Trying to prevent collateral damage with government shutdown

The federal government shutdown on schedule to start at midnight tonight, could change life for Philadelphia’s residents and visitors.

Joel Naroff, the President of Naroff Economic Advisors in Holland, in Bucks County, said clearly a shutdown would affect businesses throughout the Philadelphia region, “A lot of people work for the government, but it’s not just people who are working for the government,” said Naroff.  “If you’re working on contracts for the government, anything that is government-related is going to have to shutdown.”

Naroff said a shutdown would be bad news for government workers, and for the economy that’s just starting to improve. “I don’t expect that we’ll go back into a recession or have a negative quarter, but clearly hopes for a solid growth quarter in the spring, looks like that just may not happen as a combination of both a government shutdown–if it lasts for a long time–and the higher energy prices,” he said.

Naroff said people not getting a paycheck will be cautious about spending.Some other dollars might not be spent because people decide not to visit Philadelphia’s historic sites.  The National Park Service plans to shutter park facilities.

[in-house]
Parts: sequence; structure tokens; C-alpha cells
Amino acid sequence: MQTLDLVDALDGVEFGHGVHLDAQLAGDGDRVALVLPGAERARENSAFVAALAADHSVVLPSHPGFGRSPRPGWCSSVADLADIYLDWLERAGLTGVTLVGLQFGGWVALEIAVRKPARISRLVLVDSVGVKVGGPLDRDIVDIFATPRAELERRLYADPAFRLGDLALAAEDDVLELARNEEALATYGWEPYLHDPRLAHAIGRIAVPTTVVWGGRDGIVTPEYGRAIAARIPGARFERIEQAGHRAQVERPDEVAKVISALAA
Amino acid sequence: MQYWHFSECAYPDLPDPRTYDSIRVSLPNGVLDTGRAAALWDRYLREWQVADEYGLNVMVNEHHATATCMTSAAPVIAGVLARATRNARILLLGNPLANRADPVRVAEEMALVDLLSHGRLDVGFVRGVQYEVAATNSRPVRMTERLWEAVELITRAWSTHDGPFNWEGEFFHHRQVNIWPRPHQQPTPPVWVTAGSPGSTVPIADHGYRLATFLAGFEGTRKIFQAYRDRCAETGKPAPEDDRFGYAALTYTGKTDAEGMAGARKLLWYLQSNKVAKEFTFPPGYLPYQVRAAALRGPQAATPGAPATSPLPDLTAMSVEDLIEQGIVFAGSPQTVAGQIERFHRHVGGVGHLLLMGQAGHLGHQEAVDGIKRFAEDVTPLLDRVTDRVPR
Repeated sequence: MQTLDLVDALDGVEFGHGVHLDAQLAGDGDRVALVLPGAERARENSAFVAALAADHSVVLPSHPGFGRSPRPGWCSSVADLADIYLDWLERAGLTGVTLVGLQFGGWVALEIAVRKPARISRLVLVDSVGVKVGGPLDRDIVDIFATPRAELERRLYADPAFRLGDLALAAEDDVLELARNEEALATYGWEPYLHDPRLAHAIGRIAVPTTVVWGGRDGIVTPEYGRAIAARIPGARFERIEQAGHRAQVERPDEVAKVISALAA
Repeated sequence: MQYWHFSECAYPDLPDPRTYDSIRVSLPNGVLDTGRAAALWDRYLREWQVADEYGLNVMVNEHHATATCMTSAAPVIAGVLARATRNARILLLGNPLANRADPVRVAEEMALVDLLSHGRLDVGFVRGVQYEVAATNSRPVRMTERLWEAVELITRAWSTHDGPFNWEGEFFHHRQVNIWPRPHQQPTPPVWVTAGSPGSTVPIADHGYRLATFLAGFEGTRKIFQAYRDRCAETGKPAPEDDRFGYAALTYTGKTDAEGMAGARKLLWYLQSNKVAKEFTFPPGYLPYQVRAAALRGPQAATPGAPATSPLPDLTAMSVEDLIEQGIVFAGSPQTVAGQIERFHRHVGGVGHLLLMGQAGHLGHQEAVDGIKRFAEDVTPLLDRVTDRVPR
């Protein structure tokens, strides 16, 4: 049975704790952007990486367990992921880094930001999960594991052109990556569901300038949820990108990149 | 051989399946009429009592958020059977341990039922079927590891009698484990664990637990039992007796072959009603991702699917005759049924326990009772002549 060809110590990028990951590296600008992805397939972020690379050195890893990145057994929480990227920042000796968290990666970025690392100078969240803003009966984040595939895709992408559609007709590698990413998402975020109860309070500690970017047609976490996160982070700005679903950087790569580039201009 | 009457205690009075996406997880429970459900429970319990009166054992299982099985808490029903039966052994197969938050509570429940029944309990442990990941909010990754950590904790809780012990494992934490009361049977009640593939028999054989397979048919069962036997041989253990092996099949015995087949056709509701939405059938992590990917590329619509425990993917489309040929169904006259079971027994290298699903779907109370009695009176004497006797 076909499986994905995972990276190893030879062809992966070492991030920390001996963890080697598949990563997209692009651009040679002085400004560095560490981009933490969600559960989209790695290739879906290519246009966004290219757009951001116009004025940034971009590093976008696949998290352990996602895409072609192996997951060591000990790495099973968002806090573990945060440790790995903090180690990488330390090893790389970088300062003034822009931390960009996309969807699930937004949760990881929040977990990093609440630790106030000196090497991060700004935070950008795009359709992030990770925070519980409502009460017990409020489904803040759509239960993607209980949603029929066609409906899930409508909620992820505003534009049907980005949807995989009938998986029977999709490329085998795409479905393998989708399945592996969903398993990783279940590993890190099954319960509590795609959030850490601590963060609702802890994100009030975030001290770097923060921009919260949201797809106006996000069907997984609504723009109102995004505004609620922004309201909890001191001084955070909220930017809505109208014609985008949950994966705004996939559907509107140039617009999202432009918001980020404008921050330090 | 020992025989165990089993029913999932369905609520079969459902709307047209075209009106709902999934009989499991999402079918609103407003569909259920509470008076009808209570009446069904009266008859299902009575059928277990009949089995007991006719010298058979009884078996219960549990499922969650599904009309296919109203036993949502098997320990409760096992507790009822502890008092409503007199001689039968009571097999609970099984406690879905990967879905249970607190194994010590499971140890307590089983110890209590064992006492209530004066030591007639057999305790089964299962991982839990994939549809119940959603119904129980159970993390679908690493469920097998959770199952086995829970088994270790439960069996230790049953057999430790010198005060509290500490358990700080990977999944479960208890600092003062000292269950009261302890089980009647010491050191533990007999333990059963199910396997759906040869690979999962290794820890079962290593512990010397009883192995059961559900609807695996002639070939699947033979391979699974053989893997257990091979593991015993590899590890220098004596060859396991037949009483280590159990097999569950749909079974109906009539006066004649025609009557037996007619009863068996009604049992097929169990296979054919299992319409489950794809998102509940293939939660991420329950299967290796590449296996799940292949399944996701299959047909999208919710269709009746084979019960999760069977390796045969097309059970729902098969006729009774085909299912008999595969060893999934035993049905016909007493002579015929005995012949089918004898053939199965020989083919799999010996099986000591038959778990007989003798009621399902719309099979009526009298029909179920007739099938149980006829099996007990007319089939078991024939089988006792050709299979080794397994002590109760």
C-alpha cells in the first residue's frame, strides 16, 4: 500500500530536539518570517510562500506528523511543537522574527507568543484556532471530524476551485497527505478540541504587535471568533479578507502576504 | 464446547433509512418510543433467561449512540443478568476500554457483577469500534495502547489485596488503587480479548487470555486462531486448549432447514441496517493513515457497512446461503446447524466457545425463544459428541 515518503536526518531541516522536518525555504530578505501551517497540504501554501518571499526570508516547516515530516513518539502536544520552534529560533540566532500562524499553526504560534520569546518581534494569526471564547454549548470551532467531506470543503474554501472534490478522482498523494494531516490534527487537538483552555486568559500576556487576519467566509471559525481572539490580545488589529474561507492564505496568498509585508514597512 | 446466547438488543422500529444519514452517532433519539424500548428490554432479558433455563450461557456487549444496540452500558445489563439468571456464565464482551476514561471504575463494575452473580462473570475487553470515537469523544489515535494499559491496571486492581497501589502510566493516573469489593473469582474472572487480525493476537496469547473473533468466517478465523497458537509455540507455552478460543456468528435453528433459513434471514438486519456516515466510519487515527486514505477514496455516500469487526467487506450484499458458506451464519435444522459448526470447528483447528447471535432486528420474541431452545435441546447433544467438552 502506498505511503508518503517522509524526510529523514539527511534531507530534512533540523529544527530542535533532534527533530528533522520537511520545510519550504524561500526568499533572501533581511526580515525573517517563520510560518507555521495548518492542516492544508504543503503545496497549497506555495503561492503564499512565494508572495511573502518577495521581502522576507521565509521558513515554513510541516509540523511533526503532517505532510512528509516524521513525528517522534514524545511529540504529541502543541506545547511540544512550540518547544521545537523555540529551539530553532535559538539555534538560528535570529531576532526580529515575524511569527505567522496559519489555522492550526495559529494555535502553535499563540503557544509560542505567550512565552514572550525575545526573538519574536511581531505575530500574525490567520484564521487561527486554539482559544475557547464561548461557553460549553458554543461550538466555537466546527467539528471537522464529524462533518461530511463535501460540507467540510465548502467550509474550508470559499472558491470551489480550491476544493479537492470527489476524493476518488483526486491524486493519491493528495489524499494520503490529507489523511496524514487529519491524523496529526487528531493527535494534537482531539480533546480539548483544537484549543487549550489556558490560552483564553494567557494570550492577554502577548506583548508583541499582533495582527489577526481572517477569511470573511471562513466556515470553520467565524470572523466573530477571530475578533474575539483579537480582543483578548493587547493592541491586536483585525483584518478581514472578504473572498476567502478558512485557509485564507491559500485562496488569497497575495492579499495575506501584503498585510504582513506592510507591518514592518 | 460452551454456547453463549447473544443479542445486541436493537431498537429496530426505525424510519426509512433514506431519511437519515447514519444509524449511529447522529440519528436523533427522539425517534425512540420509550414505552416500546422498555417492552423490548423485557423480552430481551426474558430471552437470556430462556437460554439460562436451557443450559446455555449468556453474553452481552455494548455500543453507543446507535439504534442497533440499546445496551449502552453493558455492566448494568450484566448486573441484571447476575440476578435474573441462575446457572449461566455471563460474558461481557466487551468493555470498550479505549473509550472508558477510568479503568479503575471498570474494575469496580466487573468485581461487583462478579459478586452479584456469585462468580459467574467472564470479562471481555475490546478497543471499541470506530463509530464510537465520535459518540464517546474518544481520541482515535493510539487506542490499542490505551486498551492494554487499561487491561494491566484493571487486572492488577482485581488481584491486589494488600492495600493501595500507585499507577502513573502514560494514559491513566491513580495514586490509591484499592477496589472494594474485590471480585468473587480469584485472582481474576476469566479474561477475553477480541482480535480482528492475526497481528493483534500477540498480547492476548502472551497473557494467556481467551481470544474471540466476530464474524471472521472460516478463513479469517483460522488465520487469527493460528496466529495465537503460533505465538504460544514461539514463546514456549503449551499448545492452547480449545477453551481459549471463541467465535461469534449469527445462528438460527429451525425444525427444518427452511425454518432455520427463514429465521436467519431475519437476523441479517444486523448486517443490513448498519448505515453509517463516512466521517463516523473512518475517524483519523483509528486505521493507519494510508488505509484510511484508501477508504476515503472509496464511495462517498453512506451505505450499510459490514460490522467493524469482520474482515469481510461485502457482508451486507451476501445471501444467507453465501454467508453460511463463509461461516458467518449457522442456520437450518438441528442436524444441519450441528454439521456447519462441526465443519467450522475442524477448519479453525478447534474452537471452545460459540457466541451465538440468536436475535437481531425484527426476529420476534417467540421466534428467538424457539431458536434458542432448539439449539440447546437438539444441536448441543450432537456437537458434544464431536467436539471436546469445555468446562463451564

But Jeff Guaracino, a spokesperson for the Greater Philadelphia Tourism Marketing Corporation, said there will still be plenty for visitors to do.”We’re not as worried about the shutdown,” said Guaracino.  “We’re worried about the perception that Philadelphia’s attractions are closed–and they are not!  We have many attractions that are open for business and ready to welcome visitors: The National Constitution Center, Historic Philadelphia, Liberty 360, The Betsy Ross House, the attractions along the waterfront, the President’s House, the National Jewish History Museum.”Guaracino said luckily this isn’t peak tourism season.  

The National Constitution Center, in partnership with WHYY, invites visitors to voice their opinions on the possible government shutdown until 5 p.m. Friday.

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